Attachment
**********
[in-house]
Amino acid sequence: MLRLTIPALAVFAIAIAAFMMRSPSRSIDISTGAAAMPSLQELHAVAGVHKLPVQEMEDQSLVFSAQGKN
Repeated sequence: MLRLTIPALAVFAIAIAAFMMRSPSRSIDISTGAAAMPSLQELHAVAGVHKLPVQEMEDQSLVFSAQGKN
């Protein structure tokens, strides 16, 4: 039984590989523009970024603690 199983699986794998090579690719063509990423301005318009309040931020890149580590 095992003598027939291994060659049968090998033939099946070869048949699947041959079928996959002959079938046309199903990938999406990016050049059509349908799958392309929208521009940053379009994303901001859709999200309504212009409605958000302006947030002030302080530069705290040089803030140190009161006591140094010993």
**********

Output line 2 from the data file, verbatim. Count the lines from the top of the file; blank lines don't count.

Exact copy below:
Amino acid sequence: MLRLTIPALAVFAIAIAAFMMRSPSRSIDISTGAAAMPSLQELHAVAGVHKLPVQEMEDQSLVFSAQGKN